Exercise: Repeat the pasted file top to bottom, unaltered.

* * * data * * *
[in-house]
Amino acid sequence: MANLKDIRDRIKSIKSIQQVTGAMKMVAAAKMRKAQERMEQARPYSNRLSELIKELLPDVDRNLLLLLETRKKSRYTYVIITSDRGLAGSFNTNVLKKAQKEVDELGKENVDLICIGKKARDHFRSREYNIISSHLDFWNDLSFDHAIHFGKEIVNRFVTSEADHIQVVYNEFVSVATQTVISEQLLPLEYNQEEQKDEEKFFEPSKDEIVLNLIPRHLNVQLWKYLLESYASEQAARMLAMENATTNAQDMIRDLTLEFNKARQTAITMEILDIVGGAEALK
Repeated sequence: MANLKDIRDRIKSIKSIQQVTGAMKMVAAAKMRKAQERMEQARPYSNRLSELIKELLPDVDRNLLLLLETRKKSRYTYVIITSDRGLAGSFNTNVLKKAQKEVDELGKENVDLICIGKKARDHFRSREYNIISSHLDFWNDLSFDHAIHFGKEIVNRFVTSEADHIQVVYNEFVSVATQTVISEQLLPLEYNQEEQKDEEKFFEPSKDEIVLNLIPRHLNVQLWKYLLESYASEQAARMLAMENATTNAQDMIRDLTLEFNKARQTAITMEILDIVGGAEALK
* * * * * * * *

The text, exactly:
[in-house]
Amino acid sequence: MANLKDIRDRIKSIKSIQQVTGAMKMVAAAKMRKAQERMEQARPYSNRLSELIKELLPDVDRNLLLLLETRKKSRYTYVIITSDRGLAGSFNTNVLKKAQKEVDELGKENVDLICIGKKARDHFRSREYNIISSHLDFWNDLSFDHAIHFGKEIVNRFVTSEADHIQVVYNEFVSVATQTVISEQLLPLEYNQEEQKDEEKFFEPSKDEIVLNLIPRHLNVQLWKYLLESYASEQAARMLAMENATTNAQDMIRDLTLEFNKARQTAITMEILDIVGGAEALK
Repeated sequence: MANLKDIRDRIKSIKSIQQVTGAMKMVAAAKMRKAQERMEQARPYSNRLSELIKELLPDVDRNLLLLLETRKKSRYTYVIITSDRGLAGSFNTNVLKKAQKEVDELGKENVDLICIGKKARDHFRSREYNIISSHLDFWNDLSFDHAIHFGKEIVNRFVTSEADHIQVVYNEFVSVATQTVISEQLLPLEYNQEEQKDEEKFFEPSKDEIVLNLIPRHLNVQLWKYLLESYASEQAARMLAMENATTNAQDMIRDLTLEFNKARQTAITMEILDIVGGAEALK